Up-and-Coming Exercise Trends
Experts weigh in on what's new in the world of fitness.
By Colette Bouchez
Reviewed By Louise Chang, MD
Our fascination with self-improvement shows no signs of waning, and there's no shortage of new exercise trends aimed at helping us meet our health goals. Watchers of fitness trends say the road to better health is paved with new possibilities -- along with some old ones that are poised to make a comeback.
According to experts, some of the exercise and diet trends that appear to be past their prime are:
Health trends on the way up, they say, include:
After nearly a decade of chasing high-tech fitness dreams, experts say, there's a movement back toward the basics for getting in shape.
"The high-tech stuff was great and everybody loves gadgets, but what ends up happening is it becomes a great place to hang your clothes," says Ken Locker, MA, ATC, a spokesman for the National Athletic Trainers Association (NATA). "Everybody in America now has a little treadmill in the corner with clothes on it -- and now, there is a trend away from that, a trend back to basics."
By basics, he means using the body, and not much else, to get in shape, says Locker, a certified athletic trainer at Presbyterian Hospital in Dallas. So, remember those calisthenics from fifth grade -- push-ups, sit-ups, jumping jacks, and sprints? If trend forecasters are right, that could be the workout of the future.
According to Phil Black, a former Navy Seal instructor who is now a personal trainer and San Diego fitness entrepreneur, another emerging trend is functional fitness -- programs that help us move through daily life with greater ease.
"People don't care so much about becoming a pro athlete as much as they care about whether they can pick up their child without hurting their back, or do things around the house without getting injured or sore," says Black, inventor of the Fit Deck, a type of flash cards for everyday workouts. "We're looking towards workouts that increase flexibility and core strength, and help you live a healthier life overall."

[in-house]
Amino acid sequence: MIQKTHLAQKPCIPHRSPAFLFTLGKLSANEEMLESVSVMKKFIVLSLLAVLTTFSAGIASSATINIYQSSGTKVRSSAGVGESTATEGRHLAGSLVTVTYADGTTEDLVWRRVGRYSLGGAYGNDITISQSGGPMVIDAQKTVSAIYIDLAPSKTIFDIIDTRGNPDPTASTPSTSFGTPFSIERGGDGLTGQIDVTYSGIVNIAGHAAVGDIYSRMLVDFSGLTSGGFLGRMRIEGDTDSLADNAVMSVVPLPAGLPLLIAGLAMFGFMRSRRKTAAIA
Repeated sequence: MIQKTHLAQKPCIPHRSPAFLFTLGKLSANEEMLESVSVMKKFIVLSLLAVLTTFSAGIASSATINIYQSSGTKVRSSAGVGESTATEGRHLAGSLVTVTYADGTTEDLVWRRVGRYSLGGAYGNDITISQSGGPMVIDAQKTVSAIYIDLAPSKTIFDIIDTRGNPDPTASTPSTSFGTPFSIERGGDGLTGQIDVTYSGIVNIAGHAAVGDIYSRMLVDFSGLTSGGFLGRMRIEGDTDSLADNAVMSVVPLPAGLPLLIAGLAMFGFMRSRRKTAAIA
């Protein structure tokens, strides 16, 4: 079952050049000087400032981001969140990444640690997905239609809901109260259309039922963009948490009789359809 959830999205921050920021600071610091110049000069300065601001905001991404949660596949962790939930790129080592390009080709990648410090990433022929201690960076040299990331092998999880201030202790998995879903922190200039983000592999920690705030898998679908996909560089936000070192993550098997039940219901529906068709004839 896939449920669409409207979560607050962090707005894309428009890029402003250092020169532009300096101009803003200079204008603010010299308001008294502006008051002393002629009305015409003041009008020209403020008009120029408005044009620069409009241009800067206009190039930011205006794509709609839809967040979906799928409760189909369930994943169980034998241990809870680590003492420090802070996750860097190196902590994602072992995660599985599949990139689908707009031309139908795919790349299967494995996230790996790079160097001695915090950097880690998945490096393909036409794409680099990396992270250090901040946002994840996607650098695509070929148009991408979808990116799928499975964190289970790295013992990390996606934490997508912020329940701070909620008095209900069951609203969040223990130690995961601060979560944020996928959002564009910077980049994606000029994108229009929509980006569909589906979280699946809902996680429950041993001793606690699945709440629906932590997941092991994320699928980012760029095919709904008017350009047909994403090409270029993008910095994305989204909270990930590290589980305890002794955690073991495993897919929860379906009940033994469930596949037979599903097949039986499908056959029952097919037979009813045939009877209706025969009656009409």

One of the most popular fitness trends involves combining what might seem like opposing exercises, like mind-body movements plus aerobics.
Among these new workouts are:
"Whether it's blasting your abs into shape or helping you heal a back injury, these [new combined yoga workouts] will give you the versatility to do both," says Beth Shaw, a certified yoga instructor who is president of YogaFit.
The IdeaFit experts say we'll also see more online training programs, core-conditioning classes, and kid-specific fitness plans. And, they predict, more of us will be hiring personal trainers.
So you can't afford a personal trainer? Maybe your pet can serve as your exercise buddy. One up-and-coming trend combines man and beast for a program that helps people and their pets get fit together. There's even a medical study to show it can work.
In a 12-month study, experts at Northwestern University's Feinberg School of Medicine in Chicago demonstrated that both people and pets were more successful in staying with a weight loss program when they did it together. (Besides, you know how Fido hates to go to the gym alone!)
Both the people and their pets were placed on a balanced, low-calorie diet and given a 30-minute moderate activity plan to do together, three times a week. When compared to dogs only and people only, the combined people-pet group lost the most weight -- the people, an average of about 11 pounds, the dogs, about 12 pounds.
Don't have a furry friend with whom to share your workouts? Experts expect more of us to connect with fitness and diet buddies via the Web as we turn to Internet weight loss programs to slim down and shape up.
SOURCES: Fitness Trendlines Fitness Programs and Equipment Survey for 2005, Ideafit: People and Pets Exercising Together presentation, North American Association for the Study of Obesity (NAASO) annual scientific meeting, November 2004, Las Vegas. Cy-Yo.com web site. Ken Locker, MA, ATC, certified athletic trainer, Presbyterian Hospital, Dallas; spokesman, National Athletic Trainers Association. Phil Black, personal trainer; developer, The Fit Deck and FitDeck.com, San Diego. Beth Shaw, certified yoga instructor; president, YogaFit, Hermosa Beach, Calif.
© 2005-2014 WebMD, LLC. All rights reserved.